So anyway: seeking answers, Erica visits hypnotherapist Dr Bucher (sic – not ‘Butcher’ or 'Booker' as widely mislisted around the web) played by Daniel Jordan (later in Bane), who has thick lips and hair like a hat but, despite what the IMDB thinks, was definitely not born in Cuba in 1923! Bucher is actually a creep who likes to fondle his hypnotised patients, but he gets a surprise when Erica’s ‘past life’ turns out to be a vampire named Dana. Bucher tries to bargain with Dana – who sprouts fangs when she’s in control of Erica’s body – hoping to gain some of her supernatural power. I don't want to write spoilers but come on, that’s not likely to end up as a good thing, is it?

Meanwhile, Erica’s boyfriend Alex (Drew Rhys-Williams, also credited as fight co-ordinator, who went on to assorted theatre work but did crop up on screen again briefly in 28 Weeks Later) and her friend/colleague Rosemary (South Africa-born stage actress Janine Ulfane whose occasional mentions in Tatler etc indicate she has palatial homes on both sides of the Atlantic) are racing to try and save her - but some undead monks are trying to stop them.

It all culminates in an old church, on the steps of which Erica first met Selena when the former was a little girl (shown in sepia flashbacks). Inside this vast old building, Selena – who calls Dana ‘Mistress’ – and her acolytes plan to force Erica to drink blood from a sacrificial victim (Johnny Vercoutre, also credited as production manager and ‘additional make-up’) with a pentagon carved into his chest. A quartet of vampire babes in torn underwear show up to also feast on this lucky fella, and to feature in the marketing materials despite having neither character names nor any other plot function. A ‘twist’ epilogue features Dark Side editor Allan Bryce (credited as 'Allen') as a doctor and Canadian RJ Bell (Octopussy, Superman III, Morons from Outer Space, Haunted Honeymoon) as Erica’s father. (Johnny Vercoutre incidentally is a grand British eccentric who subsequently established a 1940s retro café in Shoreditch which was used as a location by numerous film and TV shows.)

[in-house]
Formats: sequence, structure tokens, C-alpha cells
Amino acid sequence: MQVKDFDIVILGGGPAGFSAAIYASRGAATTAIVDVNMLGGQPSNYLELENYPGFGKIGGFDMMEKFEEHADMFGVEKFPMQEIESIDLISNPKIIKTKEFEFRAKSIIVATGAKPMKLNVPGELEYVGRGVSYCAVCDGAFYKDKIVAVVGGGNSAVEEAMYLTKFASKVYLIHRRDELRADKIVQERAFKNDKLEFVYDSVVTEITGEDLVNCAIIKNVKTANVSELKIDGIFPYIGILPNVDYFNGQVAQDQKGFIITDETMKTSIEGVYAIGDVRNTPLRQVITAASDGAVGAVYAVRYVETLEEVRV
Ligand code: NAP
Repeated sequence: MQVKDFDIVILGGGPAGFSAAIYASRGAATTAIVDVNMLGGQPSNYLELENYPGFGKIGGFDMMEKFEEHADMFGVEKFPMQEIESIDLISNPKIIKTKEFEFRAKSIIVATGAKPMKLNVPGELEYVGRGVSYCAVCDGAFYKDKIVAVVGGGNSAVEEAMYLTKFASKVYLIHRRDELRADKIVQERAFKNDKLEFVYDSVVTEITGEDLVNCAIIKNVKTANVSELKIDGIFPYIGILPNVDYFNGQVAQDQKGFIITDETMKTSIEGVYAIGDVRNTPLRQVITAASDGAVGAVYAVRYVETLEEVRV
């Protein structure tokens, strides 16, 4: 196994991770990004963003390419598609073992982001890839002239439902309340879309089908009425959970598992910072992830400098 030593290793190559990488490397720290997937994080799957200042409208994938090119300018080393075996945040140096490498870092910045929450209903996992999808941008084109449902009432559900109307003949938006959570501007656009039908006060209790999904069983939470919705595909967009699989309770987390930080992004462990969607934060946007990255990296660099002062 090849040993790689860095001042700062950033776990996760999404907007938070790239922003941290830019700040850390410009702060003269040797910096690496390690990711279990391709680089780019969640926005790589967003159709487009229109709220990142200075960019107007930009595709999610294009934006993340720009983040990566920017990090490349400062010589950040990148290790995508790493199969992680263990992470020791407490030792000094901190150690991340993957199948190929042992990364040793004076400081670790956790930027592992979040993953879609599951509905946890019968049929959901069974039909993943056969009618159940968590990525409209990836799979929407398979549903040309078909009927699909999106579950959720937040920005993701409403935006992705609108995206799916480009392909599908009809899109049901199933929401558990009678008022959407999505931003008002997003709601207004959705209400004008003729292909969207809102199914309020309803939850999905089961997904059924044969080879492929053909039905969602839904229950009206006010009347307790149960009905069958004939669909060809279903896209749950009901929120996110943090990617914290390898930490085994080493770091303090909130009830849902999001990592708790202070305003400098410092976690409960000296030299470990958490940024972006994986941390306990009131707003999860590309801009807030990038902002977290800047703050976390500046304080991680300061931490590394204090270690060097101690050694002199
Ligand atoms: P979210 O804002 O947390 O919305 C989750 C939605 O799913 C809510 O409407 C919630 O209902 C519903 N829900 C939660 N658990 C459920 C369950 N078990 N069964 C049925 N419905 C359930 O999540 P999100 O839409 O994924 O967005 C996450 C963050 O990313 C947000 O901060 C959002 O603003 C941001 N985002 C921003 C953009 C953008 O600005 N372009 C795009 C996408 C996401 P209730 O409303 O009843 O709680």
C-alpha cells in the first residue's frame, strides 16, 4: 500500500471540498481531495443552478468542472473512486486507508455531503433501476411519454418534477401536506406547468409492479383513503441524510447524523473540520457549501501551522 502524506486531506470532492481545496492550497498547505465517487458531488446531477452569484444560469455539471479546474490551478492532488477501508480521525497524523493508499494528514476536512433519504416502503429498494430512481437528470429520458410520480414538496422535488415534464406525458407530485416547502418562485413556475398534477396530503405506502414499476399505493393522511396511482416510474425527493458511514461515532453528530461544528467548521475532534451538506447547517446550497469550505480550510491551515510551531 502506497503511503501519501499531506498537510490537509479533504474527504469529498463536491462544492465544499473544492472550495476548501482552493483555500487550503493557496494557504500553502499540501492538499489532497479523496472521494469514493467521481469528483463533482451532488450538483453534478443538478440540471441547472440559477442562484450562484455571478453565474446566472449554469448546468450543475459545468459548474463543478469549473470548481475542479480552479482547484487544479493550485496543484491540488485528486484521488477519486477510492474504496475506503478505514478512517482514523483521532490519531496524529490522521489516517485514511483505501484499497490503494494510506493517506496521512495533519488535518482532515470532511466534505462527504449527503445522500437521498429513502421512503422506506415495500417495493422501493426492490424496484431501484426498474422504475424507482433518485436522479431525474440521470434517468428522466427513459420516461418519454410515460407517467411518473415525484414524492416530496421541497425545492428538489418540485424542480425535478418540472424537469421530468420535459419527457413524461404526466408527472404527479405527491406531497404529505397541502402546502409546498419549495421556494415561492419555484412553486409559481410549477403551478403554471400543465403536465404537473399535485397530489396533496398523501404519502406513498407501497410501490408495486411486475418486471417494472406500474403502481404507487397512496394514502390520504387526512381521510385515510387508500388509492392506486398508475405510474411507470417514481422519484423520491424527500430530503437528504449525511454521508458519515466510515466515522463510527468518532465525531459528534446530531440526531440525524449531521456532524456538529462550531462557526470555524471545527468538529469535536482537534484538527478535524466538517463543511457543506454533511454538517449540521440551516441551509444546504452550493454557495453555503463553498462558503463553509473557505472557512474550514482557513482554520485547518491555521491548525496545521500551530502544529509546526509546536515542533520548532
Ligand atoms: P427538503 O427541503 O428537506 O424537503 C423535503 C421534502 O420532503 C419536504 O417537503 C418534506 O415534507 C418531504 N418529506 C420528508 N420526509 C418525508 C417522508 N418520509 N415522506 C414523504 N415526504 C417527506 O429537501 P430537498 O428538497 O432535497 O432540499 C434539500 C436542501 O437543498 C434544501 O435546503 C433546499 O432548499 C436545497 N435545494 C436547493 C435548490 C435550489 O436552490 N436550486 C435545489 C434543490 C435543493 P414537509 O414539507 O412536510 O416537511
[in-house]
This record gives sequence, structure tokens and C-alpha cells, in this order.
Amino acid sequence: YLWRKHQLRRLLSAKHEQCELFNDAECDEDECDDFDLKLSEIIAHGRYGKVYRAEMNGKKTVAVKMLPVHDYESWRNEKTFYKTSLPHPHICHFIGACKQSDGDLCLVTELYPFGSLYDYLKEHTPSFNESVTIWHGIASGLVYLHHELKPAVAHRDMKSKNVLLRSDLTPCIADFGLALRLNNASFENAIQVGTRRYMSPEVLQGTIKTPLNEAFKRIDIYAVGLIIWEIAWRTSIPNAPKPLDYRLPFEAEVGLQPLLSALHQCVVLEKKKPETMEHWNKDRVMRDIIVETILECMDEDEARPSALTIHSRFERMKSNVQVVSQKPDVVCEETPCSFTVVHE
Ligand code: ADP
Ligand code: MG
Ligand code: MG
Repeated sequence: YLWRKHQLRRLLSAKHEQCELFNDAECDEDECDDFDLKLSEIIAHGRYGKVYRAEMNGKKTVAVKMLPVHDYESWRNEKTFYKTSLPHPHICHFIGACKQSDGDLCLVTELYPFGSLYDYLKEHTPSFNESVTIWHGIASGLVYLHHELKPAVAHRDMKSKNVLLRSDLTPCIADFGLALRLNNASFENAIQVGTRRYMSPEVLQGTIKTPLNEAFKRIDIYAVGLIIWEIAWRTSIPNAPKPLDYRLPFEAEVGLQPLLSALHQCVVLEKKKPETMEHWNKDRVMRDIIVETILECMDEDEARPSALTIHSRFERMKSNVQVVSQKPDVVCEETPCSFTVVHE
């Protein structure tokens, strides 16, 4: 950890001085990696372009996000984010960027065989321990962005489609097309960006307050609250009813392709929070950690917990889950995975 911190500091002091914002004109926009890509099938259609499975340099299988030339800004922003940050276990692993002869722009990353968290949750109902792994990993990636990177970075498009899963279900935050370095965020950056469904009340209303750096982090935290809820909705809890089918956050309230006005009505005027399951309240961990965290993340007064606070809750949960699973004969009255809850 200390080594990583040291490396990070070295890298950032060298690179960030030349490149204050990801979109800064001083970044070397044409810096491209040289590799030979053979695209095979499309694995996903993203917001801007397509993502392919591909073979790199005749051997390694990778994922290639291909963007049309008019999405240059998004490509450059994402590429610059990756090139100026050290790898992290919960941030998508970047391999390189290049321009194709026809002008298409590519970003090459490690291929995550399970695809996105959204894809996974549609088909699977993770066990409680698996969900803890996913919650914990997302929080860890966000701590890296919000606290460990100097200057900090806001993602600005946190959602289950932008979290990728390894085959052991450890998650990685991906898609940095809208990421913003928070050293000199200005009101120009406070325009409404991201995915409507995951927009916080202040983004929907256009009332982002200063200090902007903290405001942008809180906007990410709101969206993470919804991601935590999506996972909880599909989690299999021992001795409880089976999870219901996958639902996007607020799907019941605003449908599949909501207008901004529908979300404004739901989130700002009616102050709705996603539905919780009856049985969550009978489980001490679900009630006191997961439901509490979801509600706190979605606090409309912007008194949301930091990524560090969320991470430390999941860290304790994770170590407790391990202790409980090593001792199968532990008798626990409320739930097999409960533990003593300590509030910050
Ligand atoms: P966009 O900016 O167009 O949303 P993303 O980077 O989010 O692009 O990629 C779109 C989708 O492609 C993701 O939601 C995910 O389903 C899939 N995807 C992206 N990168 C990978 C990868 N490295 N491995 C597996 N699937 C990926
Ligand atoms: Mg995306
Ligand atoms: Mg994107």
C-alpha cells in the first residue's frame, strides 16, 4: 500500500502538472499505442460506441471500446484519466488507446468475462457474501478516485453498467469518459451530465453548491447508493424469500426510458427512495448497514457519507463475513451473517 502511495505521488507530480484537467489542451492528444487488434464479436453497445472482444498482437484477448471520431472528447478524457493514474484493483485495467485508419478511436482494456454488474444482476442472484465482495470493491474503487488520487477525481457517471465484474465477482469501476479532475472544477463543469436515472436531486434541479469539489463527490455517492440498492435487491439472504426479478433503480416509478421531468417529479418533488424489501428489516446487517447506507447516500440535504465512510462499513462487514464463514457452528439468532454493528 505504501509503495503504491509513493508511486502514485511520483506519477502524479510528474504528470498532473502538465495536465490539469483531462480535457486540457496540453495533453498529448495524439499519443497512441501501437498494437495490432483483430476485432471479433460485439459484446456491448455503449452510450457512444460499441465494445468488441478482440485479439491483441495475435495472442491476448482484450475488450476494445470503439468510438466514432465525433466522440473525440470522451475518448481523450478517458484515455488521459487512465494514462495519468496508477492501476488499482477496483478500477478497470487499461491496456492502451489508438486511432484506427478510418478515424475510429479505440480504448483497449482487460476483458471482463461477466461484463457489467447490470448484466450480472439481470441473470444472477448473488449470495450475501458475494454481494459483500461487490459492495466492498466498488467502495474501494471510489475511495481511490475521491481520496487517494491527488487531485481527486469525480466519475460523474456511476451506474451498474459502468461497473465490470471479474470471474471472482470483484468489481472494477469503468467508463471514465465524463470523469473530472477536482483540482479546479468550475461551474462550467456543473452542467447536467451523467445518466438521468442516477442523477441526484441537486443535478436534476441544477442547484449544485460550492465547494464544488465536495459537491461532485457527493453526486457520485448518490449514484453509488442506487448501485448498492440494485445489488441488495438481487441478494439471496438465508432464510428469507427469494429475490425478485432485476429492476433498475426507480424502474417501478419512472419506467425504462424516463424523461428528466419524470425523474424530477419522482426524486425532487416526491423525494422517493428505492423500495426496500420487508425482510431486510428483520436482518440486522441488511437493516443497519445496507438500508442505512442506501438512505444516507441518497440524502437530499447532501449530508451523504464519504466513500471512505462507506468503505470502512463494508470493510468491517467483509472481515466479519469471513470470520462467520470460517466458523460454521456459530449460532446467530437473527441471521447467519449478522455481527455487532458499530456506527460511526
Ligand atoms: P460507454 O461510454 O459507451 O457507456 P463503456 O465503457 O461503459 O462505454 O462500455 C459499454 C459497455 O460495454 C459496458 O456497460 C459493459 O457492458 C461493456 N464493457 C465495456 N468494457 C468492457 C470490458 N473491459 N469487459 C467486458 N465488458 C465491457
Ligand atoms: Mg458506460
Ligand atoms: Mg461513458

None of this is played for laughs, despite the inherent cheesiness of such a storyline, and I think that is very much to the film’s credit. Elisar took the work seriously, and so did his cast and crew. That in itself was a departure for UK horror of the era. Also innovative is the fetish/sexual angle, exemplified in the scene of the four hot chicks in ripped black stockings orgasmically licking blood off a guy wearing only a leather posing pouch. And then there’s the sheer Britishness of it. With the exception of RJ Bell, most of the cast are British, using their own accents. The opening titles play over footage of UK iconography: double decker buses and red telephone boxes, Buckingham Palace and Tower Bridge. American horror fans who bought this when it was released were under no illusions that what they were looking at was an import. And this was at a time when the few genre productions happening in the UK – for companies like Metrodome or Peakviewing Transatlantic – were desperate to try and pretend that they were American.

For all of these reasons and more, Demonsoul marked a watershed in the history of British horror: a complete break with the past. There is absolutely no discernible link from this back to Hammer or Amicus or Tigon or Pete Walker or Norman J Warren or anybody or anything. This was something completely new, something literally ahead of its time.

So no, it may not be the best British vampire film ever made, but it’s far from the worst and it is actually watchable: quite exciting in places, well-paced, with a cracking performance from Eileen and generally solid support. Yes, it has the flat image that was an unavoidable side-effect of shooting on 1990s-era video (specifically Hi-8) but Elisar, who was just 23 at the time, directed with skill and a professional eye. DoP Alvin Leong (who also shot parts of Breathe Safely; apparently now a professional photographer in Malaysia with his own photo academy) lit the interiors and exteriors well; there are no sodium-green skin shades here. The only real technical problem is the sound which is quite muffled in places, obscuring some of the dialogue. This is a shame as Elisar's script is well-written, reserving its most portentous, cod-religious lines for Eileen, one of the few actresses who can carry off that sort of thing,